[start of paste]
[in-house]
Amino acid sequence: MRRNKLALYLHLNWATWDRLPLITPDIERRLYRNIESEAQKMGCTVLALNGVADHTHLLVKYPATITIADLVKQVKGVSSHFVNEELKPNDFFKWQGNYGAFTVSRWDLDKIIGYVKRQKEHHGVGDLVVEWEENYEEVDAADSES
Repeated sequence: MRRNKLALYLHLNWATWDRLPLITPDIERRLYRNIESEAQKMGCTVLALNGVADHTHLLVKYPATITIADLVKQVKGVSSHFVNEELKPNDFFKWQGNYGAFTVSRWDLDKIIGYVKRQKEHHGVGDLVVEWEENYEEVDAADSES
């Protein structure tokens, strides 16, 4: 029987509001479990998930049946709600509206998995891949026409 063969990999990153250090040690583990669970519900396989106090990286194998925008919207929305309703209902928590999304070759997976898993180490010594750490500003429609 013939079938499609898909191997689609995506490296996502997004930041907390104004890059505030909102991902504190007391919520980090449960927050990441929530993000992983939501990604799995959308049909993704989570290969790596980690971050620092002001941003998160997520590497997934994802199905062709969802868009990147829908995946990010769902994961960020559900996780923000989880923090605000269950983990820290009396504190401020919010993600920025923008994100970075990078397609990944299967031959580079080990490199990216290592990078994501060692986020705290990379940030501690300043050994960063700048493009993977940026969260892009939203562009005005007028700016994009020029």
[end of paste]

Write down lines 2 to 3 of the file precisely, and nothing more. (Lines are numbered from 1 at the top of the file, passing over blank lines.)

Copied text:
Amino acid sequence: MRRNKLALYLHLNWATWDRLPLITPDIERRLYRNIESEAQKMGCTVLALNGVADHTHLLVKYPATITIADLVKQVKGVSSHFVNEELKPNDFFKWQGNYGAFTVSRWDLDKIIGYVKRQKEHHGVGDLVVEWEENYEEVDAADSES
Repeated sequence: MRRNKLALYLHLNWATWDRLPLITPDIERRLYRNIESEAQKMGCTVLALNGVADHTHLLVKYPATITIADLVKQVKGVSSHFVNEELKPNDFFKWQGNYGAFTVSRWDLDKIIGYVKRQKEHHGVGDLVVEWEENYEEVDAADSES